What it Takes
As an introductory question, participants were asked what they looked for in new recruits, especially those just coming out of law school. “What I’m looking for,” said Bill Beck, a partner with Lathrop & Gage, “is people who seem to have some real enthusiasm for what they’re about to start doing for a living and some judgment in the way they talk to people.”
“I look for someone who is going to fit within the culture of our firm,” said John Mullen of Franke Schultz & Mullen. “As a trial lawyer, I like young lawyers who come to me and say, ‘All I want is the opportunity to try cases.’” The one caveat that Mullen offered is that not as many cases are going to trial as in the past.
“What I look for,” said Herb Kohn, a senior partner at Bryan Cave, “and I can usually do this in about the first 30 seconds, which means the rest of the 29 minutes is wasted, but someone I feel good about taking with me to see a client or on their own to see a client.”
Unlike many of his colleagues, Roger Warren, managing partner at Sanders Warren & Russell, interviews everybody his firm hires, secretaries included. He agreed with Kohn that the first two minutes are critical. “There’s sort of an ‘it’ factor that’s hard to describe,” said Warren. Still, Warren added, in addition to being smart, “You have to have some fire in your belly, be prepared to face mean old lawyers and stare ’em down.”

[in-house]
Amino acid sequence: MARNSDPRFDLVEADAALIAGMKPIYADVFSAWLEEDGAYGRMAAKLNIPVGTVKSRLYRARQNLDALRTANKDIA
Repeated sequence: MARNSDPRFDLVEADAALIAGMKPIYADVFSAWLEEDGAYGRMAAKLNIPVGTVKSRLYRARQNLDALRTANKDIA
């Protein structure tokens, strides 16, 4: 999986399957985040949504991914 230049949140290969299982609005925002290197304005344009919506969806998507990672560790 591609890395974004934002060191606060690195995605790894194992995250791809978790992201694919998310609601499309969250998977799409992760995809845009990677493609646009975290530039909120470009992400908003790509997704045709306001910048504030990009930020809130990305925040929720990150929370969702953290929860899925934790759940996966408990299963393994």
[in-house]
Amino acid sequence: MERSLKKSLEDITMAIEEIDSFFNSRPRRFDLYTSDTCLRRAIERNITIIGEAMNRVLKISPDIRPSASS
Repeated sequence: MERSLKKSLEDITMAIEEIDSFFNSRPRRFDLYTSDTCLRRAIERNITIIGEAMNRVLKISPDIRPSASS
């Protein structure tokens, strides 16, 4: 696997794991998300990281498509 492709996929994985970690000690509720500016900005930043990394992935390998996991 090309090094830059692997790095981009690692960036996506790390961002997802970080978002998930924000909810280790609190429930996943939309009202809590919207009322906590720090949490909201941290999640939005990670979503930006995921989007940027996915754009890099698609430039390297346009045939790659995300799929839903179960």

For Dave Fenley, a partner at Husch Blackwell, the most critical asset beyond a good CV and a solid law school was that the candidate be “aggressive.”
Dave Frantze, a partner with Stinson Leonard Street, had another take al-together. “I like to see a hospitality mindset,” said Frantze. “I want somebody who feeds off and is energized by serving someone and receiving feedback from that person that says, ‘You did this right, I appreciate that.’”
John Schultz, a partner with Franke Schultz & Mullen, does much of his firm’s interviewing, as well. He regretted that too many of the lawyers he interviewed were just looking for a job. Schultz much preferred those with “a burning desire to be a reputable lawyer with a good list of accomplishments.”
“I learned long ago the way to be successful is to hire people smarter than yourself,” said Jim Ash, a partner at Husch Blackwell. “So I hire people that are smarter than me.” Ash looks especially at non-legal work experience. “I really think it’s important for people who know what real life’s about.”
Jim Oliver, managing partner with Foulston Siefkin, made the salient point that, in hiring a new attorney, a firm makes a significant investment. This puts a premium on character, ambition, loyalty, and “the kind of personality you can work with.”
“I know a lot of people in this room,” said Pete Smith in his inimitably precise way, “and what it sounds to me like is, people look for themselves when they get ready to hire.” The chairman of McDowell Rice Smith & Buchanan, Smith also puts an emphasis on how well people write. More than a little skeptical of resumes and writing samples, Smith tests would-be recruits on the spot. “Each sentence must have a subject and a predicate,” said Smith. “And if they have that, the [applicants] are headed in the right direction.”
Perry Brandt asked his colleagues a question that is answered on no known resume: namely, how to predict future rainmakers.
Jeff Simon, managing partner at Husch Blackwell, made the point that law is essentially a service industry that requires a “service mentality.” The qualities that make young attorneys attractive to the firms that hire them—intensity and desire, among others—make them attractive to clients.